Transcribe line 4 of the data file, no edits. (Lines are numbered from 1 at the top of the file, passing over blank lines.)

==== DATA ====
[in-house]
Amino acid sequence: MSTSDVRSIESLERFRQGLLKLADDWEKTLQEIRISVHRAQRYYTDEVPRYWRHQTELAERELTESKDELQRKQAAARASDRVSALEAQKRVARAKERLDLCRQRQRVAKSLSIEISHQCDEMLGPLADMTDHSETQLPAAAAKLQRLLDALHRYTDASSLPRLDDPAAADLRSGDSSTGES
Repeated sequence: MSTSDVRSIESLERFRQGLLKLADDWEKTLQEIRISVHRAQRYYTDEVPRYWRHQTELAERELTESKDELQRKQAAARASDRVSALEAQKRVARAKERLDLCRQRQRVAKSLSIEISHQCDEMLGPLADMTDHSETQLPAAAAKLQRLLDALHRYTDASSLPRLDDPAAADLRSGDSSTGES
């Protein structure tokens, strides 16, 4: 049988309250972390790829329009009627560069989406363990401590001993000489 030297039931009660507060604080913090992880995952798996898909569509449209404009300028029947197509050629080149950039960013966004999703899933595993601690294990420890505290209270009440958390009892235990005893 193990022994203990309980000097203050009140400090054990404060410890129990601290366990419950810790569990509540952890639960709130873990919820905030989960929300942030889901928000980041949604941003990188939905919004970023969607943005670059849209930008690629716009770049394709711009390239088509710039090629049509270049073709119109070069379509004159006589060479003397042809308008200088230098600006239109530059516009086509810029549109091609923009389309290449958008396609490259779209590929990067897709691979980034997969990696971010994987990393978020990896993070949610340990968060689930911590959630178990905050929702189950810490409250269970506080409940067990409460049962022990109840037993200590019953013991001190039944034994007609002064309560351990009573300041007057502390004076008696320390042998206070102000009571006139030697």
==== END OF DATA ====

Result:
């Protein structure tokens, strides 16, 4: 049988309250972390790829329009009627560069989406363990401590001993000489 030297039931009660507060604080913090992880995952798996898909569509449209404009300028029947197509050629080149950039960013966004999703899933595993601690294990420890505290209270009440958390009892235990005893 193990022994203990309980000097203050009140400090054990404060410890129990601290366990419950810790569990509540952890639960709130873990919820905030989960929300942030889901928000980041949604941003990188939905919004970023969607943005670059849209930008690629716009770049394709711009390239088509710039090629049509270049073709119109070069379509004159006589060479003397042809308008200088230098600006239109530059516009086509810029549109091609923009389309290449958008396609490259779209590929990067897709691979980034997969990696971010994987990393978020990896993070949610340990968060689930911590959630178990905050929702189950810490409250269970506080409940067990409460049962022990109840037993200590019953013991001190039944034994007609002064309560351990009573300041007057502390004076008696320390042998206070102000009571006139030697």